Flight Attendants Union Challenges FAA Decision Allowing Passengers to Use Electronics in All Phases of Flight

The Association of Flight Attendants (AFA) launched a lawsuit against the U.S. Federal Aviation Administration (FAA) last Friday in protest over the FAA's decision to allow passengers to use their iPads, iPhones, and other small portable electronic devices in nearly all phases of flight.

As outlined by the Associated Press (via TechCrunch), the lawsuit alleges that the FAA "acted improperly" and failed to follow proper protocol implementing the changes. A lawyer for the Association of Flight Attendants argued that portable electronic devices distract passengers from safety announcements and can "become dangerous projectiles."

Dure argued that in greenlighting the expanded use of electronics, officials violated the federal Administrative Procedure Act. The act requires government agencies to give the public notice and the ability to comment when a rule is changed. That didn't happen properly, the union argues.
FAA lawyer Jeffrey Sandberg responded to the AFA's allegations by suggesting portable electronic devices are "no more dangerous" than the books passengers have been allowed to keep out during landing and takeoff. The government agency also suggested that the policy change did not trigger the requirements for public notice.

Officially implemented in October of 2013, the FAA's policy change on portable electronic devices allows smaller electronics, like iPhones and iPads, to be used during all phases of flight. Prior to the rule change, all electronics were required to be stowed away until an altitude of 10,000 feet was reached.

Though devices can now be used during landing and takeoff, passengers are still required to place them into airplane mode, restricting cellular access. Usage of larger devices, like laptop computers, continues to be restricted for safety reasons.

While the FAA enacted the policy change that allows passengers to use their devices in all phases of flight, airlines have always had control over the implementation of the rule. Individual airlines, as the FAA points out, have control over when and if passengers are able to use their electronic devices in flight. A judge hearing the case expressed a similar sentiment, telling the AFA that "Airlines have always had discretion on how to handle this."

Thus far, the FAA has cleared 31 airline operators to allow passengers to use portable electronics during landing/takeoff and combined, those operators carry 96 percent of all U.S. commercial passengers.

Top Rated Comments

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69 months ago

This doesn't even make sense... Few really listened to the safety briefing anyway. Many people read a magazine or even SkyMall. Device or not if you want to pay attention you can. If you don't want to listen you're not going to.
Rating: 54 Votes
69 months ago
Couldn't my device still become a "dangerous projectile" even if it were turned off?
Rating: 47 Votes
69 months ago

Why do flight attendants care anyway?

They care because flight attendants bear some responsibility for the safety of the aircraft. If you are messing around on your iPhone or iPad then you are not paying attention to the safety announcements at the beginning of the flight, nor are you paying attention to any unexpected behaviour of the airplane during landing.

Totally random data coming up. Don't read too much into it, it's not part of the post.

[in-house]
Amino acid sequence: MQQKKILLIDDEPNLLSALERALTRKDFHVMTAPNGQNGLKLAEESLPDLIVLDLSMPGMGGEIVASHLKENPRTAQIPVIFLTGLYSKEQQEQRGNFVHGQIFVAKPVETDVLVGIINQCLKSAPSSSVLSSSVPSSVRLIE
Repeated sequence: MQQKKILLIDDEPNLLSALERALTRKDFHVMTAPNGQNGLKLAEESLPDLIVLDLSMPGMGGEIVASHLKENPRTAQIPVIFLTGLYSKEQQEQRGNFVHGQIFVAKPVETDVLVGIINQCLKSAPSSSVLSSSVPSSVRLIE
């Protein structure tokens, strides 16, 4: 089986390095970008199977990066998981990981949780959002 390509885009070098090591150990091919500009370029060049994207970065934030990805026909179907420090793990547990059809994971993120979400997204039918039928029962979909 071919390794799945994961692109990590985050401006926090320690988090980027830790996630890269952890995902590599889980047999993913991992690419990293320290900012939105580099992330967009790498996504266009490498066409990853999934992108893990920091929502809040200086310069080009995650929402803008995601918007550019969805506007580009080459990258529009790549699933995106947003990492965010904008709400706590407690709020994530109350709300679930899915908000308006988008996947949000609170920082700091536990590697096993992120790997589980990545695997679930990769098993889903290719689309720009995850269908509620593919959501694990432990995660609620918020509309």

I just can't understand how it is so hard for somebody to stow away their gadgets for the first and last 10-15 minutes of the flight.
Rating: 33 Votes
69 months ago
Another fantastic Apple rumor.
Rating: 28 Votes
69 months ago

This doesn't even make sense... Few really listened to the safety briefing anyway. Many people read a magazine or even SkyMall. Device or not if you want to pay attention you can. If you don't want to listen you're not going to.

They obviously just want to force passengers back into reading SkyMall during landing and takeoff. Sales must be down.
Rating: 27 Votes
69 months ago
How many times do we have to listen to the safety brief? do they think we are stupid and didn't listen the first few times we flew?
Rating: 20 Votes
69 months ago
It is *not* just about the safety briefing.

What if something does go wrong during takeoff or landing - the most common time for something to go wrong?

Will you pay attention if you are engrossed in your cocooned personal world?

Of course, some idiot is always going to walk into a manhole or off the edge of a cliff because they are not paying attention while staring at a little screen, but we can't help those people. We can try to make sure that people are alert and paying attention to any instructions or information during takeoff and landing.

Plus, it is just plain rude. The flight crew is going to come though and make sure everybody has their seat belts on, for example. They should not have to take the extra time to get your attention for that or any other purpose.
Rating: 16 Votes
69 months ago
"NO! you can't have your 20 minutes of freedom!"
Rating: 16 Votes
69 months ago
Why do flight attendants care anyway? Do they really thrive on the additional task of continually telling passengers to put away their devices or put in airplane mode?
Rating: 15 Votes
69 months ago
Yeah, I don't get it either. A projectile is a projectile, electronic or not. That argument makes no sense. I kind-of-sort-of accepted the 'it might interfere with the navigation equipment' argument... but that was shot to hell when airlines started offering paid WiFi. Um, no, sorry, why is WiFi suddenly SAFE just because I'm paying you for it?

I really think this is one of those rules that's been around so long, no one wants to admit it was stupid in the first place, so no one wants to be the one to admit it needs changing.
Rating: 13 Votes

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